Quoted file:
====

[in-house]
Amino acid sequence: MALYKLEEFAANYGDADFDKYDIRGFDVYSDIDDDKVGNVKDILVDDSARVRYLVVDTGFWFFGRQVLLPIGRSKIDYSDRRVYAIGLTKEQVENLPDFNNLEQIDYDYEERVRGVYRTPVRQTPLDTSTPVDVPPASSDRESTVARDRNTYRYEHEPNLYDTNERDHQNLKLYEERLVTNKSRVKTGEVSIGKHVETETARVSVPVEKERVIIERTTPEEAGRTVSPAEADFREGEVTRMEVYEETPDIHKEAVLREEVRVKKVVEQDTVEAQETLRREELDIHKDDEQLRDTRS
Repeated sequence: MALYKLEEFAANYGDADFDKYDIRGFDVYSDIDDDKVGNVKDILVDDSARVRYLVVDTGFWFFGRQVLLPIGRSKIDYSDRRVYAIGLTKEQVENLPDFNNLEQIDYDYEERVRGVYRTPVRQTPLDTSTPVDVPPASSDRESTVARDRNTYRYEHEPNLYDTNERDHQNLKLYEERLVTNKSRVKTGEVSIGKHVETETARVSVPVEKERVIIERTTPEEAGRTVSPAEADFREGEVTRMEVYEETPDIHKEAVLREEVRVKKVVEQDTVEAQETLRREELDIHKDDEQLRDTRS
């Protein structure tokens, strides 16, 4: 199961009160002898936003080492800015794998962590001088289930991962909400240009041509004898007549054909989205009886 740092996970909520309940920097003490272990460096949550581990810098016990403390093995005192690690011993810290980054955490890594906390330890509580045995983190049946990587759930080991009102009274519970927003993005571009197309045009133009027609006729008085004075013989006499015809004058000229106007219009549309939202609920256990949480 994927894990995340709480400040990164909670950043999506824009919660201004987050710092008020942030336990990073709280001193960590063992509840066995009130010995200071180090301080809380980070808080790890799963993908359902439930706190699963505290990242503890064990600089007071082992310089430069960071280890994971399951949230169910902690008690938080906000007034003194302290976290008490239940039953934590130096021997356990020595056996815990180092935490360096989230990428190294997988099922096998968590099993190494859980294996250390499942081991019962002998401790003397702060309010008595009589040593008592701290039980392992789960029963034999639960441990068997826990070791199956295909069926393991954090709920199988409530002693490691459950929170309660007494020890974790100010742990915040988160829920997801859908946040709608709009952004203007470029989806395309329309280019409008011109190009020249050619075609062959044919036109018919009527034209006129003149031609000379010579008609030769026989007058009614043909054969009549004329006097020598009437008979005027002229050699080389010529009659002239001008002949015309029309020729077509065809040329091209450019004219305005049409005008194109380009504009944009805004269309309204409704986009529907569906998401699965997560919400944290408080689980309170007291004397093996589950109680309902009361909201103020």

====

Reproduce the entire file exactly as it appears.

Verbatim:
[in-house]
Amino acid sequence: MALYKLEEFAANYGDADFDKYDIRGFDVYSDIDDDKVGNVKDILVDDSARVRYLVVDTGFWFFGRQVLLPIGRSKIDYSDRRVYAIGLTKEQVENLPDFNNLEQIDYDYEERVRGVYRTPVRQTPLDTSTPVDVPPASSDRESTVARDRNTYRYEHEPNLYDTNERDHQNLKLYEERLVTNKSRVKTGEVSIGKHVETETARVSVPVEKERVIIERTTPEEAGRTVSPAEADFREGEVTRMEVYEETPDIHKEAVLREEVRVKKVVEQDTVEAQETLRREELDIHKDDEQLRDTRS
Repeated sequence: MALYKLEEFAANYGDADFDKYDIRGFDVYSDIDDDKVGNVKDILVDDSARVRYLVVDTGFWFFGRQVLLPIGRSKIDYSDRRVYAIGLTKEQVENLPDFNNLEQIDYDYEERVRGVYRTPVRQTPLDTSTPVDVPPASSDRESTVARDRNTYRYEHEPNLYDTNERDHQNLKLYEERLVTNKSRVKTGEVSIGKHVETETARVSVPVEKERVIIERTTPEEAGRTVSPAEADFREGEVTRMEVYEETPDIHKEAVLREEVRVKKVVEQDTVEAQETLRREELDIHKDDEQLRDTRS
């Protein structure tokens, strides 16, 4: 199961009160002898936003080492800015794998962590001088289930991962909400240009041509004898007549054909989205009886 740092996970909520309940920097003490272990460096949550581990810098016990403390093995005192690690011993810290980054955490890594906390330890509580045995983190049946990587759930080991009102009274519970927003993005571009197309045009133009027609006729008085004075013989006499015809004058000229106007219009549309939202609920256990949480 994927894990995340709480400040990164909670950043999506824009919660201004987050710092008020942030336990990073709280001193960590063992509840066995009130010995200071180090301080809380980070808080790890799963993908359902439930706190699963505290990242503890064990600089007071082992310089430069960071280890994971399951949230169910902690008690938080906000007034003194302290976290008490239940039953934590130096021997356990020595056996815990180092935490360096989230990428190294997988099922096998968590099993190494859980294996250390499942081991019962002998401790003397702060309010008595009589040593008592701290039980392992789960029963034999639960441990068997826990070791199956295909069926393991954090709920199988409530002693490691459950929170309660007494020890974790100010742990915040988160829920997801859908946040709608709009952004203007470029989806395309329309280019409008011109190009020249050619075609062959044919036109018919009527034209006129003149031609000379010579008609030769026989007058009614043909054969009549004329006097020598009437008979005027002229050699080389010529009659002239001008002949015309029309020729077509065809040329091209450019004219305005049409005008194109380009504009944009805004269309309204409704986009529907569906998401699965997560919400944290408080689980309170007291004397093996589950109680309902009361909201103020």